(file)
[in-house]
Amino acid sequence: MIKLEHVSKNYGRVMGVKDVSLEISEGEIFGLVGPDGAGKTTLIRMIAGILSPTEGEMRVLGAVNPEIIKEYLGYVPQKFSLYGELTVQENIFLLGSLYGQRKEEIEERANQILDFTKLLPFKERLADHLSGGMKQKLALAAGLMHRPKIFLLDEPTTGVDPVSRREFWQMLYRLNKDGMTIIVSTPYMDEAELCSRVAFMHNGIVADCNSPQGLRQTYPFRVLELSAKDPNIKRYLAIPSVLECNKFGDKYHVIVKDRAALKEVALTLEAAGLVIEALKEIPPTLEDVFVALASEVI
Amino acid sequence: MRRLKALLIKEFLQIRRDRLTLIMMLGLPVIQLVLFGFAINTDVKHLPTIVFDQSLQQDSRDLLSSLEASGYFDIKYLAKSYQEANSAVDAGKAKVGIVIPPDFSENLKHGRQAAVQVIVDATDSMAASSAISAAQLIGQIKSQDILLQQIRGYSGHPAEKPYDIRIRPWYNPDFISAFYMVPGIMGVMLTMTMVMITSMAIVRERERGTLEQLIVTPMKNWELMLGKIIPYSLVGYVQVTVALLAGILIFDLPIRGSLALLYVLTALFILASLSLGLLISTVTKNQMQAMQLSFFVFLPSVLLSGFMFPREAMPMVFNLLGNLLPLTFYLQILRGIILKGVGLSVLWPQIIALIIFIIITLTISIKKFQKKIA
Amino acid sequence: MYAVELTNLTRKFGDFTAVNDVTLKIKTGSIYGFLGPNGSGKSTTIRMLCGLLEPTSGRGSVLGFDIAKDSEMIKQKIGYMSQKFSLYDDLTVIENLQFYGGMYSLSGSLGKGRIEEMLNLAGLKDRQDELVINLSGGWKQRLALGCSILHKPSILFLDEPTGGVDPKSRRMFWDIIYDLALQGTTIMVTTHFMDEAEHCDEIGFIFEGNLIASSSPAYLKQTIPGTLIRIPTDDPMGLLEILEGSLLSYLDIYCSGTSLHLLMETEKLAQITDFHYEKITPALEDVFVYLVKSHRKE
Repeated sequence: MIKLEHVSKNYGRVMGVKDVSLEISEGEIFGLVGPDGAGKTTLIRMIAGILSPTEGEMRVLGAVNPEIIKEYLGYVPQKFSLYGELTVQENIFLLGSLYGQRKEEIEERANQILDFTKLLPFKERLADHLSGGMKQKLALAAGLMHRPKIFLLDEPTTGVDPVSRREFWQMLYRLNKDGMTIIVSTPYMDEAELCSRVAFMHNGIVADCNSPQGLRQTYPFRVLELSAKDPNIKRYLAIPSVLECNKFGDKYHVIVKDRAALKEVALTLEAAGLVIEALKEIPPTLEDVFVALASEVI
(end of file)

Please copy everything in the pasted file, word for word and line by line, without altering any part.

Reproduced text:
[in-house]
Amino acid sequence: MIKLEHVSKNYGRVMGVKDVSLEISEGEIFGLVGPDGAGKTTLIRMIAGILSPTEGEMRVLGAVNPEIIKEYLGYVPQKFSLYGELTVQENIFLLGSLYGQRKEEIEERANQILDFTKLLPFKERLADHLSGGMKQKLALAAGLMHRPKIFLLDEPTTGVDPVSRREFWQMLYRLNKDGMTIIVSTPYMDEAELCSRVAFMHNGIVADCNSPQGLRQTYPFRVLELSAKDPNIKRYLAIPSVLECNKFGDKYHVIVKDRAALKEVALTLEAAGLVIEALKEIPPTLEDVFVALASEVI
Amino acid sequence: MRRLKALLIKEFLQIRRDRLTLIMMLGLPVIQLVLFGFAINTDVKHLPTIVFDQSLQQDSRDLLSSLEASGYFDIKYLAKSYQEANSAVDAGKAKVGIVIPPDFSENLKHGRQAAVQVIVDATDSMAASSAISAAQLIGQIKSQDILLQQIRGYSGHPAEKPYDIRIRPWYNPDFISAFYMVPGIMGVMLTMTMVMITSMAIVRERERGTLEQLIVTPMKNWELMLGKIIPYSLVGYVQVTVALLAGILIFDLPIRGSLALLYVLTALFILASLSLGLLISTVTKNQMQAMQLSFFVFLPSVLLSGFMFPREAMPMVFNLLGNLLPLTFYLQILRGIILKGVGLSVLWPQIIALIIFIIITLTISIKKFQKKIA
Amino acid sequence: MYAVELTNLTRKFGDFTAVNDVTLKIKTGSIYGFLGPNGSGKSTTIRMLCGLLEPTSGRGSVLGFDIAKDSEMIKQKIGYMSQKFSLYDDLTVIENLQFYGGMYSLSGSLGKGRIEEMLNLAGLKDRQDELVINLSGGWKQRLALGCSILHKPSILFLDEPTGGVDPKSRRMFWDIIYDLALQGTTIMVTTHFMDEAEHCDEIGFIFEGNLIASSSPAYLKQTIPGTLIRIPTDDPMGLLEILEGSLLSYLDIYCSGTSLHLLMETEKLAQITDFHYEKITPALEDVFVYLVKSHRKE
Repeated sequence: MIKLEHVSKNYGRVMGVKDVSLEISEGEIFGLVGPDGAGKTTLIRMIAGILSPTEGEMRVLGAVNPEIIKEYLGYVPQKFSLYGELTVQENIFLLGSLYGQRKEEIEERANQILDFTKLLPFKERLADHLSGGMKQKLALAAGLMHRPKIFLLDEPTTGVDPVSRREFWQMLYRLNKDGMTIIVSTPYMDEAELCSRVAFMHNGIVADCNSPQGLRQTYPFRVLELSAKDPNIKRYLAIPSVLECNKFGDKYHVIVKDRAALKEVALTLEAAGLVIEALKEIPPTLEDVFVALASEVI